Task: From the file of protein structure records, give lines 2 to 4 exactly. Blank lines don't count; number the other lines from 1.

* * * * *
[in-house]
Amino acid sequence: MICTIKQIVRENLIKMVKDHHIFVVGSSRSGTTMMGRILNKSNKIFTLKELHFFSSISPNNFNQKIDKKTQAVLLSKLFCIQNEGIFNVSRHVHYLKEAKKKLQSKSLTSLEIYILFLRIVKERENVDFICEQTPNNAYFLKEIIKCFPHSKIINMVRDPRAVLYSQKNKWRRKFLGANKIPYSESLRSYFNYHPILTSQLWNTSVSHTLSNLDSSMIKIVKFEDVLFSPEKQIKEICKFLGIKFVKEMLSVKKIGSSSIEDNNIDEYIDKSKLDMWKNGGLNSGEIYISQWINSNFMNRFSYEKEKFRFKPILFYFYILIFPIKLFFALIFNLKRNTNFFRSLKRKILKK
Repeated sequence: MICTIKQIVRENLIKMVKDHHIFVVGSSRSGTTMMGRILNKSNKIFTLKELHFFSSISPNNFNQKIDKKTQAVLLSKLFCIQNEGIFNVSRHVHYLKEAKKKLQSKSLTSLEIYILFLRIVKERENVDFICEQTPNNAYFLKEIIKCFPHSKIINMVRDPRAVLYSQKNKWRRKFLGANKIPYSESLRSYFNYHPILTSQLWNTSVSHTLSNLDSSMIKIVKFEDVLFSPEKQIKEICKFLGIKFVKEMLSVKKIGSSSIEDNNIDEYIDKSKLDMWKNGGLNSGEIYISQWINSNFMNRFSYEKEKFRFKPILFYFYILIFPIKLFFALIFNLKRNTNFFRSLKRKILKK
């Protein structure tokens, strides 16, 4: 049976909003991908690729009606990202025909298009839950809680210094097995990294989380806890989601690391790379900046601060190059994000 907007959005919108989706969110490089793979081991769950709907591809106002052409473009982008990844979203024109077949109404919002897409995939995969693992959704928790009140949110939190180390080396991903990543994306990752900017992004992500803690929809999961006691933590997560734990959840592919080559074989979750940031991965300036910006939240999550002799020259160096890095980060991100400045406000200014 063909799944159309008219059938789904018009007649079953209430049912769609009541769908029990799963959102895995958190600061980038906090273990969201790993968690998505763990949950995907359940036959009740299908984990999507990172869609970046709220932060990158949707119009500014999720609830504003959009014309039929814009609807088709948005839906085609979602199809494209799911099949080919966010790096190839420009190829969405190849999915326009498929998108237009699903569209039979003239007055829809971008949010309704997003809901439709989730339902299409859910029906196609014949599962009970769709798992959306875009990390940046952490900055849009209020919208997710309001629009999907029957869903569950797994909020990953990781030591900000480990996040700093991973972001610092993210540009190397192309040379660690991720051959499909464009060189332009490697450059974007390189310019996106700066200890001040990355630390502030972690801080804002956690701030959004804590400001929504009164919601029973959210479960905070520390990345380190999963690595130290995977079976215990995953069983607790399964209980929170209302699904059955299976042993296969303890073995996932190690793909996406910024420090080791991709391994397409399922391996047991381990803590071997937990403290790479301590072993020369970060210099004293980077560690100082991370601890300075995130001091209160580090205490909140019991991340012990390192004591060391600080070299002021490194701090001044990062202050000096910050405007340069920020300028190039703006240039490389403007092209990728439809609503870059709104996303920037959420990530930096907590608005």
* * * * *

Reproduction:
Amino acid sequence: MICTIKQIVRENLIKMVKDHHIFVVGSSRSGTTMMGRILNKSNKIFTLKELHFFSSISPNNFNQKIDKKTQAVLLSKLFCIQNEGIFNVSRHVHYLKEAKKKLQSKSLTSLEIYILFLRIVKERENVDFICEQTPNNAYFLKEIIKCFPHSKIINMVRDPRAVLYSQKNKWRRKFLGANKIPYSESLRSYFNYHPILTSQLWNTSVSHTLSNLDSSMIKIVKFEDVLFSPEKQIKEICKFLGIKFVKEMLSVKKIGSSSIEDNNIDEYIDKSKLDMWKNGGLNSGEIYISQWINSNFMNRFSYEKEKFRFKPILFYFYILIFPIKLFFALIFNLKRNTNFFRSLKRKILKK
Repeated sequence: MICTIKQIVRENLIKMVKDHHIFVVGSSRSGTTMMGRILNKSNKIFTLKELHFFSSISPNNFNQKIDKKTQAVLLSKLFCIQNEGIFNVSRHVHYLKEAKKKLQSKSLTSLEIYILFLRIVKERENVDFICEQTPNNAYFLKEIIKCFPHSKIINMVRDPRAVLYSQKNKWRRKFLGANKIPYSESLRSYFNYHPILTSQLWNTSVSHTLSNLDSSMIKIVKFEDVLFSPEKQIKEICKFLGIKFVKEMLSVKKIGSSSIEDNNIDEYIDKSKLDMWKNGGLNSGEIYISQWINSNFMNRFSYEKEKFRFKPILFYFYILIFPIKLFFALIFNLKRNTNFFRSLKRKILKK
């Protein structure tokens, strides 16, 4: 049976909003991908690729009606990202025909298009839950809680210094097995990294989380806890989601690391790379900046601060190059994000 907007959005919108989706969110490089793979081991769950709907591809106002052409473009982008990844979203024109077949109404919002897409995939995969693992959704928790009140949110939190180390080396991903990543994306990752900017992004992500803690929809999961006691933590997560734990959840592919080559074989979750940031991965300036910006939240999550002799020259160096890095980060991100400045406000200014 063909799944159309008219059938789904018009007649079953209430049912769609009541769908029990799963959102895995958190600061980038906090273990969201790993968690998505763990949950995907359940036959009740299908984990999507990172869609970046709220932060990158949707119009500014999720609830504003959009014309039929814009609807088709948005839906085609979602199809494209799911099949080919966010790096190839420009190829969405190849999915326009498929998108237009699903569209039979003239007055829809971008949010309704997003809901439709989730339902299409859910029906196609014949599962009970769709798992959306875009990390940046952490900055849009209020919208997710309001629009999907029957869903569950797994909020990953990781030591900000480990996040700093991973972001610092993210540009190397192309040379660690991720051959499909464009060189332009490697450059974007390189310019996106700066200890001040990355630390502030972690801080804002956690701030959004804590400001929504009164919601029973959210479960905070520390990345380190999963690595130290995977079976215990995953069983607790399964209980929170209302699904059955299976042993296969303890073995996932190690793909996406910024420090080791991709391994397409399922391996047991381990803590071997937990403290790479301590072993020369970060210099004293980077560690100082991370601890300075995130001091209160580090205490909140019991991340012990390192004591060391600080070299002021490194701090001044990062202050000096910050405007340069920020300028190039703006240039490389403007092209990728439809609503870059709104996303920037959420990530930096907590608005």